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Tony Hawk's Pro Skater 4 (PlayStation 2) artwork

Tony Hawk's Pro Skater 4 (PlayStation 2) review

"Someone should ban the use of the word 'extreme' when it comes to describing the sports chosen by people who wear baggy pants. Why is skateboarding more extreme than, say, darts? The risk of injury in darts is surely higher, considering it is played mostly in places that people congregate to drink vast quantites of alcohol. But, I digress. "

Someone should ban the use of the word 'extreme' when it comes to describing the sports chosen by people who wear baggy pants. Why is skateboarding more extreme than, say, darts? The risk of injury in darts is surely higher, considering it is played mostly in places that people congregate to drink vast quantites of alcohol. But, I digress.

Anyway, extreme sports games are 'extremely' popular these days. It wasn't always like this, though. There once was a time when skateboarding just didn't translate to a joypad at all. The release of Neversoft's seminal Tony Hawks Pro Skateboarding changed that for ever. From out of nowhere the game took the PlayStation by storm. The game cleverly leant just over the edge of realism, allowing players to try things that were only JUST outside of the realm of possibility. While the graphics were nothing spectacular, they were better than any extreme game seen before. The soundtrack was excellent, containing new cuts from well-known artists mixed in with a couple of classics. But it was the gameplay that made the game. Sales were immense, and a sequel was inevitable.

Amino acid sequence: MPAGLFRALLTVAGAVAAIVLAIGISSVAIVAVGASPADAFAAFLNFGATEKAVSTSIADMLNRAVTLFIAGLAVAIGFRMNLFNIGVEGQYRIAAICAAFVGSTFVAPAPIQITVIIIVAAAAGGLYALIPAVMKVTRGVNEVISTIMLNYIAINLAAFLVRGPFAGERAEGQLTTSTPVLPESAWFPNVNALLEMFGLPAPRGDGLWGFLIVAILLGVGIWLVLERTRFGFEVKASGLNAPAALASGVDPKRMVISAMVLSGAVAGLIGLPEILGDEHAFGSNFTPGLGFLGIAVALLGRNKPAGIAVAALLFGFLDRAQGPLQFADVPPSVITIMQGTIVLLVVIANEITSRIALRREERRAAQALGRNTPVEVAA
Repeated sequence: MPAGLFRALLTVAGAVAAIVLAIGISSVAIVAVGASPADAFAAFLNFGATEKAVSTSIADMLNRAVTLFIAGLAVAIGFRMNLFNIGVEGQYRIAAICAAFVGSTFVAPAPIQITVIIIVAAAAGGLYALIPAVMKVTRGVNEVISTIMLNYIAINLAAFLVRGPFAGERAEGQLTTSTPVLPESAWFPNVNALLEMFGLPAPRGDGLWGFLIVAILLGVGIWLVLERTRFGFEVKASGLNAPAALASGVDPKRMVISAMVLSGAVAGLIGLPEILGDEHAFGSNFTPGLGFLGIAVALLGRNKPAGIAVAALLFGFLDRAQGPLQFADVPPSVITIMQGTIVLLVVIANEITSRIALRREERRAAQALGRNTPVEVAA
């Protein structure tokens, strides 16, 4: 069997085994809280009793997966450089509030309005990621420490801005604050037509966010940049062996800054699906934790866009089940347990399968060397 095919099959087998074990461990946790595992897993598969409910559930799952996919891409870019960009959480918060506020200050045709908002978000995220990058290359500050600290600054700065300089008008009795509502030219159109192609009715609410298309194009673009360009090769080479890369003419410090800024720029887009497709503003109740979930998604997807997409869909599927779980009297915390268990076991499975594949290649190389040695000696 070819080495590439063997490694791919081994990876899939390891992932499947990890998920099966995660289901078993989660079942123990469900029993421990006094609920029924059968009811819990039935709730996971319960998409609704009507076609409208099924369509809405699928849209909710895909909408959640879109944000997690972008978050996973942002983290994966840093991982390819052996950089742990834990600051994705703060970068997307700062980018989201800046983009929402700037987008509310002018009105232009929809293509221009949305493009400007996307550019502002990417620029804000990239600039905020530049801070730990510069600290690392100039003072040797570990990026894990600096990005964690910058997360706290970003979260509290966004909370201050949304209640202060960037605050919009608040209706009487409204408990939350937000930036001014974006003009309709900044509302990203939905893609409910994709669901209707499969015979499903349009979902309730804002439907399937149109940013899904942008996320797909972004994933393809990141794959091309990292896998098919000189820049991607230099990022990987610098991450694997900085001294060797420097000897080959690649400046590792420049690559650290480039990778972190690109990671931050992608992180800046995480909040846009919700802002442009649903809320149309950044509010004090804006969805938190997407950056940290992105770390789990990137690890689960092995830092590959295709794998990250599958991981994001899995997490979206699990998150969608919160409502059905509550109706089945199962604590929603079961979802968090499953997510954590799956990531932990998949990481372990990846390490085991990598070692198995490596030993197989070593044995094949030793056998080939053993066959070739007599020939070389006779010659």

Tony Hawks 2 improved on the original in every respect. Tony Hawks 3 did the same. Now we have the 4th instalment in the series. 4th games can be tricky, just ask the Tomb Raider boys. So, is it another step forward, or just one step too far?

Well - yes and no. The game uses the engine from Tony Hawks 3, so anyone familiar with the series will be at home right away. However, newcomers may well feel completely lost pretty quickly. There is a tutorial of sorts, but it is tucked away inside some of the goals so as to not intrude upon the game. And this is where we get to the really big change in this sequel.

Previously in this series, the player had to achieve certain targets in order to progress through the career mode. These were usually of the 'score X,000 points' variety, or of 'do a trick in such a place'. This is still the bulk of the game, only the way you get the goals is now different. As opposed to having the goals set at the start of the level, you now enter each level without a time limit, or any preset notion of just what you have to do. Instead, you activate a goal by talking to a character in each level. Some of these levels are huge, and some of these characters are wll hidden in them. Just finding every goal in every level is quite a task in itself.

Also, some of the goal objectives are not made altogether clear at the start. Often you will find yourself skating around blindly hoping to find the gap you were just told to go and perform a special trick at. To any newcomers, I could imagine this feeling really daunting. Neversoft should have thought about this, because not everybody is a Tony Hawks expert already.